February 24, 2019 Trump agrees to delay the new tariffs further. The deadline is extended indefinitely and the tariffs are left at 10%.
May 5, 2019 Trump announces via tweet that he intends to raise tariffs.
May 8, 2019 The Trump administration convinces the president that the government can’t make formal announcements over Twitter. The administration makes a public statement that it intends to hike the tariffs on May 10 because, it says, China backtracked on previously agreed-upon deals.
May 10, 2019 The US China trade war latest action: Tariffs are hiked to 25% on $200 billion worth of Chinese goods.
June 18, 2019 Donald Trump and Xi Jinping talk over the phone and agree to more trade talks in an attempt to get the situation under control.
June 29, 2019 Trump and Xi attend the G20 Summit in Osaka. Trump announces a truce and says there won’t be any more additional tariffs for the time being. He agrees to ease restrictions on Chinese telecom giant Huawei. He also makes a claim: “China is going to be buying a tremendous amount of food and agricultural product, and they’re going to start that very soon, almost immediately.” China disputes making such a commitment. The purchases are never made.
August 1, 2019 Trade negotiations stall. Trump says he wants to introduce a 10% tariff on $300 billion worth of Chinese goods in addition to the 25% tariff on $250 billion worth of Chinese goods that’s already in effect. He says this is because China is not following through on a supposed promise to buy food and agricultural products. Trump says trade talks will continue despite the tariffs and that they could be introduced gradually.
August 5, 2019 US China trade war tensions heat up past the boiling point. China responds to Trump’s threats by halting purchases of American agricultural products entirely and by devaluing the yuan past its longstanding 7-yuan-per-dollar level. Equity markets experience a sharp fall. The US Treasury calls China a “currency manipulator.” The US dollar drops in value and gold rises to a six-year high.
August 6, 2019 The Chinese central bank, the People’s Bank of China, claims that China did not and will not use the yuan as a tool to respond to trade war threats. The American government announces that trade talks are planned in September and says that tariff plans could be changed if the talks go well. The administration says it wants to resolve the China US trade war as soon as possible.
August 9, 2019 Trump says he’s not ready to make a deal with China. He suggests he might cancel or postpone a trade deal in September and he says America will refrain from doing business with Huawei. This is in direct opposition to his promise to Xi Jinping. Later, a White House official clarifies the president’s statement. Apparently, the president was referring to government purchases of Huawei equipment, not sales requests from US companies.
August 13, 2019 Trump delays some tariffs. This means that $112 billion worth are still to take effect on September 1, but an additional $160 billion in duties won’t be imposed until December. The administration says the tariffs are postponed to avoid harming the American consumer during the Christmas season.
August 23, 2019 All about the US China trade war seems to be going downhill. China announces retaliation on $75 billion worth of American goods, effective September 1. In response, Trump issues an order to American companies via Twitter: “Our great American companies are hereby ordered to immediately start looking for an alternative to China, including bringing your companies HOME and making your products in the USA.” The order is without any legal precedent. Trump says tariffs will be raised from 25% to 30% on the existing $250 billion worth of Chinese goods and from 10% to 15% on the remaining $300 billion worth of goods. The first round of new tariffs is supposed to go into effect on October 1, and the second on December 15.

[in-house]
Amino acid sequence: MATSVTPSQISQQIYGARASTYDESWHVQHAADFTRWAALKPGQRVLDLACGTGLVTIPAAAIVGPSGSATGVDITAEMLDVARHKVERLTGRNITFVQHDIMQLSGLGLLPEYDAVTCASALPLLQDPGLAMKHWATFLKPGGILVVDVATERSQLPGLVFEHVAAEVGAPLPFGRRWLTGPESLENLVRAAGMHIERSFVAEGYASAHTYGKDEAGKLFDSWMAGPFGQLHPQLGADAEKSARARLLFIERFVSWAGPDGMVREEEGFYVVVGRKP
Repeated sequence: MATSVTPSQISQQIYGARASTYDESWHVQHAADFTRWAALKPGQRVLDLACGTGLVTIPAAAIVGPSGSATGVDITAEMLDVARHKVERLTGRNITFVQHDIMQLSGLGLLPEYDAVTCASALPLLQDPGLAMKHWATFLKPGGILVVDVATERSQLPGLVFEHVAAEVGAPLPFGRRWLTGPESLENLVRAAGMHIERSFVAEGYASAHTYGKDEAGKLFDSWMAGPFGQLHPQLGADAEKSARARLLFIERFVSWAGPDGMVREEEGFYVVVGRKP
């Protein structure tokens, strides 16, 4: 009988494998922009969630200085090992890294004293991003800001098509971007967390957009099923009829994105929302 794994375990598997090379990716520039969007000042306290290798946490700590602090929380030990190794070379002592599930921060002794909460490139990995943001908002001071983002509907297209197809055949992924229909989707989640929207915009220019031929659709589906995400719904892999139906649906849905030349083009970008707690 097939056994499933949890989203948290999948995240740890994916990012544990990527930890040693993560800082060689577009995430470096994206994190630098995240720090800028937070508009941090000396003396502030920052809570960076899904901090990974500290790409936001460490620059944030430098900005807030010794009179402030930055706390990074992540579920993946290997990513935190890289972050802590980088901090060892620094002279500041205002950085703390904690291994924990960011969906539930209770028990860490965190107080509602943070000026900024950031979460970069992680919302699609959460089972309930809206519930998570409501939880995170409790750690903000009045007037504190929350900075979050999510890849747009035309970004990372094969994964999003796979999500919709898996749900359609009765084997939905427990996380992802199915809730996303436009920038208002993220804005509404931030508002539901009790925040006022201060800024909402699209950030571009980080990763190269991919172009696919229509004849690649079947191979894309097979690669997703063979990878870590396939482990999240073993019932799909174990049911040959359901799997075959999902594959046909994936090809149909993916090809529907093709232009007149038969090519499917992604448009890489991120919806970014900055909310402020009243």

August 24–August 26, 2019 The G7 Summit. Asked about whether there will be new tariff hikes, Donald Trump says, “Yeah, sure, why not? Might as well. Might as well. I have second thoughts about everything.” The sentence summarizes the general sentiment of the G7 Summit. The president changes his mind about whether he wants to introduce more tariffs several times during the summit and leaves the rest of the world leaders largely confused. When it comes to the US China trade war, President Trump gives no clear indications of the direction he wants to take.
September 1, 2019 Previously announced tariffs go into effect. There’s a 15% tariff on more than $112 worth of Chinese goods, which means that two-thirds of Chinese goods coming into America are now subject to duties. China imposes 5%-10% tariffs on one-third of 5,078 goods from America. The remainder are set to be subject to duties starting December 15.
September 4, 2019 The United States Trade Representative and Chinese state media announce there will be new trade talks in mid-September.
September 11, 2019 China announces it will exempt 16 types of American products from tariffs for one year. Trump announces that he will delay tariff increases from October 1 to October 15.
September 20, 2019 More US and China trade news — America exempts around 400 products from tariffs. The war is rough on a multitude of US companies.
October 7, 2019 America adds 28 companies in China to an export blacklist. The reason stated is a violation of human rights. The Chinese president says he plans to retaliate.
October 10-29, 2019 The 13th round of negotiations starts. Trump, Lighthizer, and Mnuchin talk to the Chinese Vice Premier Liu He and agree to take steps to ease tensions. The terms are still not clear and they’re not put to paper.
November 29, 2019 The Trump war with China shows no end in sight, but the President promises he will shield dozens of products from tariffs. This is seen as a political move to ease the concerns of Trump’s voters before the 2020 election.

US-China Trade War: The Big Picture

Let’s start at the beginning. A trade war is the kind of conflict where, instead of shooting bullets, countries shoot tariffs at each other. It usually happens when one country has a big trade deficit with another country. In modern times, national economies are deeply connected — countries rely on each other and work to sustain each other through open, bilateral trade. When one country ends up benefiting more from a trade deal, there’s a big problem.